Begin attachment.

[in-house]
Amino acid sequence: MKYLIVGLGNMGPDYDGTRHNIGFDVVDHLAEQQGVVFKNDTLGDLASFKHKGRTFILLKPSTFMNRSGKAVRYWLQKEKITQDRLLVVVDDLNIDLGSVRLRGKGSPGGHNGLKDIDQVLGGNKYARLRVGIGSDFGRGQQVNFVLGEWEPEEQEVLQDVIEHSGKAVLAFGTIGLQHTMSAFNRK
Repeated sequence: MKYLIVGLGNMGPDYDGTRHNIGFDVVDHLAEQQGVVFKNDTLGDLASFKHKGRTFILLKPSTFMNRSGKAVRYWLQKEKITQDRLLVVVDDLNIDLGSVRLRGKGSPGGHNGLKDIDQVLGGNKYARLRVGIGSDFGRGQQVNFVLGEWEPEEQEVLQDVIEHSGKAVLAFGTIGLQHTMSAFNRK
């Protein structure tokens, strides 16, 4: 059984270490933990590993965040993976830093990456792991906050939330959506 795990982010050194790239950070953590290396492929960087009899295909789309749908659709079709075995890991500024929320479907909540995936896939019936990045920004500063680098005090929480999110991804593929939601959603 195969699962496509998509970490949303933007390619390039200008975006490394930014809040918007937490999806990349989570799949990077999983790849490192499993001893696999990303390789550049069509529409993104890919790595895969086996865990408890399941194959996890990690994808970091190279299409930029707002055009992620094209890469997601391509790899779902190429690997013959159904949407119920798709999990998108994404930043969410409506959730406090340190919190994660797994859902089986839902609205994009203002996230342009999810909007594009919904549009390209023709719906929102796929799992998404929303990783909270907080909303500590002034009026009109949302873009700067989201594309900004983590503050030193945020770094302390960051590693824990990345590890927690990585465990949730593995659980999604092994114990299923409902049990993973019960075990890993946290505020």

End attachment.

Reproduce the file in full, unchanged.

[in-house]
Amino acid sequence: MKYLIVGLGNMGPDYDGTRHNIGFDVVDHLAEQQGVVFKNDTLGDLASFKHKGRTFILLKPSTFMNRSGKAVRYWLQKEKITQDRLLVVVDDLNIDLGSVRLRGKGSPGGHNGLKDIDQVLGGNKYARLRVGIGSDFGRGQQVNFVLGEWEPEEQEVLQDVIEHSGKAVLAFGTIGLQHTMSAFNRK
Repeated sequence: MKYLIVGLGNMGPDYDGTRHNIGFDVVDHLAEQQGVVFKNDTLGDLASFKHKGRTFILLKPSTFMNRSGKAVRYWLQKEKITQDRLLVVVDDLNIDLGSVRLRGKGSPGGHNGLKDIDQVLGGNKYARLRVGIGSDFGRGQQVNFVLGEWEPEEQEVLQDVIEHSGKAVLAFGTIGLQHTMSAFNRK
């Protein structure tokens, strides 16, 4: 059984270490933990590993965040993976830093990456792991906050939330959506 795990982010050194790239950070953590290396492929960087009899295909789309749908659709079709075995890991500024929320479907909540995936896939019936990045920004500063680098005090929480999110991804593929939601959603 195969699962496509998509970490949303933007390619390039200008975006490394930014809040918007937490999806990349989570799949990077999983790849490192499993001893696999990303390789550049069509529409993104890919790595895969086996865990408890399941194959996890990690994808970091190279299409930029707002055009992620094209890469997601391509790899779902190429690997013959159904949407119920798709999990998108994404930043969410409506959730406090340190919190994660797994859902089986839902609205994009203002996230342009999810909007594009919904549009390209023709719906929102796929799992998404929303990783909270907080909303500590002034009026009109949302873009700067989201594309900004983590503050030193945020770094302390960051590693824990990345590890927690990585465990949730593995659980999604092994114990299923409902049990993973019960075990890993946290505020």